February 4, 2011.
Appeal from the Circuit Court, Hillsborough County, William Fuente, J.
Deandre T. Woodruff, pro se.
Pamela Jo Bondi, Attorney General, Tallahassee, and Sonya Roebuck Horbelt, Assistant Attorney General, Tampa, for Respondent.
Deandre T. Woodruff, in his petition filed pursuant to Florida Rule of Appellate Procedure 9.141(c), contends that appellate counsel was ineffective in failing to challenge the sentence the trial court imposed for his conviction of one count of third-degree murder. He alleges that because his trial counsel failed to preserve the issue, his appellate counsel was ineffective for failing to file a motion to correct the sentencing error pursuant to Florida Rule of Criminal Procedure 3.800(b)(2). Although we agree that his appellate counsel's performance was deficient at the time of the appeal, under current case law Woodruff is not entitled to relief and we must deny his petition.
Woodruff also was convicted of shooting at, within, or into a building; however, the sentence for that conviction is not challenged within this petition.
Woodruffs conviction resulted from the jury finding that he discharged a firearm resulting in the death of the victim. The third-degree murder charge is a second-degree felony for which the statutory maximum penalty is fifteen years. See §§ 777.04(4)(c), 775.082(3)(c), Fla. Stat. (2005). However, the trial court sentenced Woodruff to thirty-five years' prison to be followed by fifteen years' probation based on its application of section 775.087(2)(a)(3) of the 10-20-Life statute. That portion of the statute provides that if a person is convicted of discharging a firearm resulting in death, "the convicted person shall be sentenced to a minimum term of imprisonment of not less than [twenty-five] years and not more than a term of imprisonment of life in prison."
Woodruff, however, argues that prior to the time of his appeal, this court had construed section 775.087(2)(a)(3) to limit his sentence to twenty-five years because the statutory maximum for his offense was less than the bottom of the 10-20-Life sentencing range. See Sousa v. State, 976 So.2d 639, 640 (Fla. 2d DCA 2008) (stating that the statutes setting statutory maximums should be construed together with the minimum mandatory sentence set by the 10-20-Life statute in the light most favorable to the defendant), disapproved, Mendenhall v. State, 48 So.3d 740, (Fla. Oct. 28, 2010). Because Woodruff faced a statutory maximum of fifteen years and a minimum mandatory under the 10-20-Life statute of twenty-five years, Sousa indicated that Woodruff could be sentenced to no more than twenty-five years. Accordingly, Woodruff argues that if his appellate counsel had filed the rule 3.800(b) motion to correct sentence, either the sentencing court would have resentenced him pursuant to Sousa or this court would have granted him a new sentence on direct appeal.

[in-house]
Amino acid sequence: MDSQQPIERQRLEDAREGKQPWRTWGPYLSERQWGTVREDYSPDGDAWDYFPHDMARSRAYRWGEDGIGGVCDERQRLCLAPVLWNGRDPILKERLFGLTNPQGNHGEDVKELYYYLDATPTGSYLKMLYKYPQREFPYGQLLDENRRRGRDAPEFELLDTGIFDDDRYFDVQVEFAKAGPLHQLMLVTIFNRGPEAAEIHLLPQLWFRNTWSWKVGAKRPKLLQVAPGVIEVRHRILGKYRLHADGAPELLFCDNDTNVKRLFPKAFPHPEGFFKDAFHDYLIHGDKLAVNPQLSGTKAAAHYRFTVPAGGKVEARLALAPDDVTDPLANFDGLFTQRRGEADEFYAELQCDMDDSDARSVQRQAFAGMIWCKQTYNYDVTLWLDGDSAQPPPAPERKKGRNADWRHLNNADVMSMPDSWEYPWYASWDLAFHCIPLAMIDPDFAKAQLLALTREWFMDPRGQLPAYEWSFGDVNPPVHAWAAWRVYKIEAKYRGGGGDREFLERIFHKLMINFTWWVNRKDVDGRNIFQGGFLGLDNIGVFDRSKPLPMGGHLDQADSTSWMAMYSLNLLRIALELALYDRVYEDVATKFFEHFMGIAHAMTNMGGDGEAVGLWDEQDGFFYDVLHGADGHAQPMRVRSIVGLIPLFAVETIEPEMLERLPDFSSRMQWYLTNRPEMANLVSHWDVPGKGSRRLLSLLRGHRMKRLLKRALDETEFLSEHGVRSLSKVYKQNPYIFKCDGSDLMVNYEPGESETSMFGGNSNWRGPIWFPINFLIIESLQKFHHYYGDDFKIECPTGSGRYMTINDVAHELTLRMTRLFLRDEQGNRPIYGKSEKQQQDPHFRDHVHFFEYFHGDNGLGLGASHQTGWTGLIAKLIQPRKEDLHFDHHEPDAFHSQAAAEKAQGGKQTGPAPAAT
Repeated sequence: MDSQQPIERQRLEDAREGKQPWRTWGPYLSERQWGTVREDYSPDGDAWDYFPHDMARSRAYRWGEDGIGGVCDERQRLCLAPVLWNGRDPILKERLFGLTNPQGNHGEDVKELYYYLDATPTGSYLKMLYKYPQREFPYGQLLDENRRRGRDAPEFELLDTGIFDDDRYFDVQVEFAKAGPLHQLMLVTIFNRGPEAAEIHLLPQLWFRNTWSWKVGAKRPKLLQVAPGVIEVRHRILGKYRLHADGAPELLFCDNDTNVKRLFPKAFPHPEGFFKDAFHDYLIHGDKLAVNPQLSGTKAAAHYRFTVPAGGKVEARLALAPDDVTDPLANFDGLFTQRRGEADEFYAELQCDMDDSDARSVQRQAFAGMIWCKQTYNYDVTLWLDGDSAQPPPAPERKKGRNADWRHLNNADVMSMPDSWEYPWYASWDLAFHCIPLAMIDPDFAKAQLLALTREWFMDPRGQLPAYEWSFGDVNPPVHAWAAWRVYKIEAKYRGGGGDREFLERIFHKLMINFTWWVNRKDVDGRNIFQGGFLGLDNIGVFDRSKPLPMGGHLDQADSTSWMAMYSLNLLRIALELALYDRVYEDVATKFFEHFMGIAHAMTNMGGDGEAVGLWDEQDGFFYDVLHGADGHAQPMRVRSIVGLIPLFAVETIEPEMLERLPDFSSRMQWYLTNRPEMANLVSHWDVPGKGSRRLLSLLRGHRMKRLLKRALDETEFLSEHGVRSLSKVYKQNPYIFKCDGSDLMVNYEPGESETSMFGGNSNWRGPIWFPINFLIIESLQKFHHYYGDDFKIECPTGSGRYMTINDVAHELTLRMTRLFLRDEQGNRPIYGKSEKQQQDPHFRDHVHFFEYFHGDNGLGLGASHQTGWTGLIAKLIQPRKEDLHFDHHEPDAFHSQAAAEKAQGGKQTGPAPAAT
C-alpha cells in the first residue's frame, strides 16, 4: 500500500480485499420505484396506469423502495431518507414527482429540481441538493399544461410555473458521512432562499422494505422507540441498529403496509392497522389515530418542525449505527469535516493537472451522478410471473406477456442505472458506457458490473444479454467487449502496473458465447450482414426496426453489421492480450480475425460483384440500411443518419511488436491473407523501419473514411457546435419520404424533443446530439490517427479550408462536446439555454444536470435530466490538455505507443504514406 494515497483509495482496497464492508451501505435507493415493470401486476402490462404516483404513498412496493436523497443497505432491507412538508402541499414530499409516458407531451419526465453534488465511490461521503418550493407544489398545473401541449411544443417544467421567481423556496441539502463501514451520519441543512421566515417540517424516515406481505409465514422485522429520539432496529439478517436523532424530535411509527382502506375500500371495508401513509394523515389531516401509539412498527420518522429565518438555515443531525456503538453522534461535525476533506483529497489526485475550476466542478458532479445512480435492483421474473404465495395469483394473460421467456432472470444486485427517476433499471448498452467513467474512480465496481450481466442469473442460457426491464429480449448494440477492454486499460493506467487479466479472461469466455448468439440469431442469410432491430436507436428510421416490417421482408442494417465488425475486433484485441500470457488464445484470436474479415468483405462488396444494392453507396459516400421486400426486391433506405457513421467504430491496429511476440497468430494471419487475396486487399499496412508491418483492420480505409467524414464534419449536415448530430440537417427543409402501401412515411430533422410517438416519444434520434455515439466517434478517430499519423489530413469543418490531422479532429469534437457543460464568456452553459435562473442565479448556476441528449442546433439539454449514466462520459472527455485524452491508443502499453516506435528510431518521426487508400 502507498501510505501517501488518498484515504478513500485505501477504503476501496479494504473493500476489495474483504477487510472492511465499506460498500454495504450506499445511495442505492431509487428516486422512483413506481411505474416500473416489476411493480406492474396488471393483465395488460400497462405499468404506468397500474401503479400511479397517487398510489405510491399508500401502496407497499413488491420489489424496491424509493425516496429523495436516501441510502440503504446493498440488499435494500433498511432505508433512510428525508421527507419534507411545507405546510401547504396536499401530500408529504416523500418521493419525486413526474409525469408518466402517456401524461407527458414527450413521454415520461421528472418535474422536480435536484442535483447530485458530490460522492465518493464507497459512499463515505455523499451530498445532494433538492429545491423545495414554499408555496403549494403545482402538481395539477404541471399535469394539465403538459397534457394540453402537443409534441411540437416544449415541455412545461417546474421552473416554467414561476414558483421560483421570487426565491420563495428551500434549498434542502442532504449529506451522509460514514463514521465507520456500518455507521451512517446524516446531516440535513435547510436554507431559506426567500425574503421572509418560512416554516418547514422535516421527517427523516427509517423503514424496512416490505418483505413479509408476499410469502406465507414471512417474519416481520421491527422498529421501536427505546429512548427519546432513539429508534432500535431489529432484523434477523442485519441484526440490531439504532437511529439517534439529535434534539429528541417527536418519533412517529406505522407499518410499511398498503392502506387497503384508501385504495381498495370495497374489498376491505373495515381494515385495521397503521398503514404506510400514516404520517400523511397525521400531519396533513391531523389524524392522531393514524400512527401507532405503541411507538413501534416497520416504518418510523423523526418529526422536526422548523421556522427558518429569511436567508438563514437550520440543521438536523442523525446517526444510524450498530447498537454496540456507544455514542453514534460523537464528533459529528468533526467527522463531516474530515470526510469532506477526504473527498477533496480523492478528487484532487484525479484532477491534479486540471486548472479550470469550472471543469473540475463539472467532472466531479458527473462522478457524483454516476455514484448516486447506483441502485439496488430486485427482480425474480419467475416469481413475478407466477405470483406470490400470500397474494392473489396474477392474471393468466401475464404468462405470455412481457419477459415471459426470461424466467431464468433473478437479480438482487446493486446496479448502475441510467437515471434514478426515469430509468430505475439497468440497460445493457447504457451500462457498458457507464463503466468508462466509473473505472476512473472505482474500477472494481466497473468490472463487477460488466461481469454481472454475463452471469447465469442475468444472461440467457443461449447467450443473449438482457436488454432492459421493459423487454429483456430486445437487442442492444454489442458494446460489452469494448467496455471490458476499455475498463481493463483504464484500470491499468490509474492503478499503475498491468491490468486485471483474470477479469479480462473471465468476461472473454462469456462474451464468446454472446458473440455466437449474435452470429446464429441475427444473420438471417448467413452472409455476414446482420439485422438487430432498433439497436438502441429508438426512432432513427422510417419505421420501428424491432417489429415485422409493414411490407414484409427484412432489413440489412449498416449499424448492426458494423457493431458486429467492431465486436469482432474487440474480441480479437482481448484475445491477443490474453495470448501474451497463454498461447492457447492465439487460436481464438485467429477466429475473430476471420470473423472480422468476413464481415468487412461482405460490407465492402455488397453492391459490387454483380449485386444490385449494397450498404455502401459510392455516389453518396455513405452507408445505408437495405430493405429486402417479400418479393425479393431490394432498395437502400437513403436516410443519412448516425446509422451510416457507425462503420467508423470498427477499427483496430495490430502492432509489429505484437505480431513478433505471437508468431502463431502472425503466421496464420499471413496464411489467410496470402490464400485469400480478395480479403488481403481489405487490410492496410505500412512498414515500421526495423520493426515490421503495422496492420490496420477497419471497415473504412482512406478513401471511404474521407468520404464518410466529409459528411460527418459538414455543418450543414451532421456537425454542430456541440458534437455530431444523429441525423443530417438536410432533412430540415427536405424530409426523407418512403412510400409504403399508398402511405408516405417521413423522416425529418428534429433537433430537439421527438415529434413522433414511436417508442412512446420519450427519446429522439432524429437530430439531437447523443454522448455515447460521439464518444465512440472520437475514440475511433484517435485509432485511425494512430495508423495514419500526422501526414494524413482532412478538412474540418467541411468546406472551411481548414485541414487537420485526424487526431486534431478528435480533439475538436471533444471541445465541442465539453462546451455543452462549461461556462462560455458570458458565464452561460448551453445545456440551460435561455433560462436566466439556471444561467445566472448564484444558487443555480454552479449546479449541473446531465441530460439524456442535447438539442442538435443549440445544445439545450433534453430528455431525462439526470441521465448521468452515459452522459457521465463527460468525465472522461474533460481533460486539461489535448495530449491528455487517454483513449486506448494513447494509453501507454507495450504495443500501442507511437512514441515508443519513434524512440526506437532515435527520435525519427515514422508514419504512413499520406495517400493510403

"[T]his court must apply the law in effect at the time of the appeal to determine whether counsel's performance was deficient. . . ." Brawn v. State, 25 So.3d 78, 80 (Fla. 2d DCA 2009). Because Sousa was the law in effect at the time of his appeal, we conclude that Woodruffs appellate counsel's performance was deficient when he failed to file a rule 3.800(b)(2) motion based on Sousa. However, "we must apply the current law to determine whether [the petitioner] is entitled to relief on the issue raised." Brown, 25 So.3d at 80. Since the conclusion of Woodruffs direct appeal, the Florida Supreme Court has disapproved this court's opinion in Sousa and held "that the specific provisions of the 10-20-Life statute with regard to mandatory minimums control over the general provisions of section 775.082 regarding statutory maximums." Mendenhall, 48 So.3d 740 at 752. Had Woodruffs appellate counsel properly litigated this issue, Woodruff would have been resentenced based on Sousa prior to the issuance of Mendenhall. However, under the current case law, he is no longer entitled to relief.
We therefore deny the petition alleging ineffective assistance of appellate counsel. In so doing, we certify the following question to be one of great public importance:
WHEN A PETITIONER CLEARLY ALLEGES DEFICIENT PERFORMANCE ON THE PART OF APPELLATE COUNSEL BASED ON CASE LAW IN EFFECT AT THE TIME OF THE APPEAL THAT WOULD HAVE RESULTED IN RELIEF HAD APPELLATE COUNSEL RAISED THE ISSUE ON APPEAL BUT THE CASE LAW UPON WHICH THE PETITIONER BASES THE CLAIM IS SUBSEQUENTLY DISAPPROVED, IS THE PETITIONER STILL PREJUDICED BY APPELLATE COUNSEL'S DEFICIENT PERFORMANCE AND THUS ENTITLED TO RELIEF THROUGH A PETITION ALLEGING INEFFECTIVE ASSISTANCE OF APPELLATE COUNSEL?
Petition denied; question certified.
KELLY and LaROSE, JJ., Concur.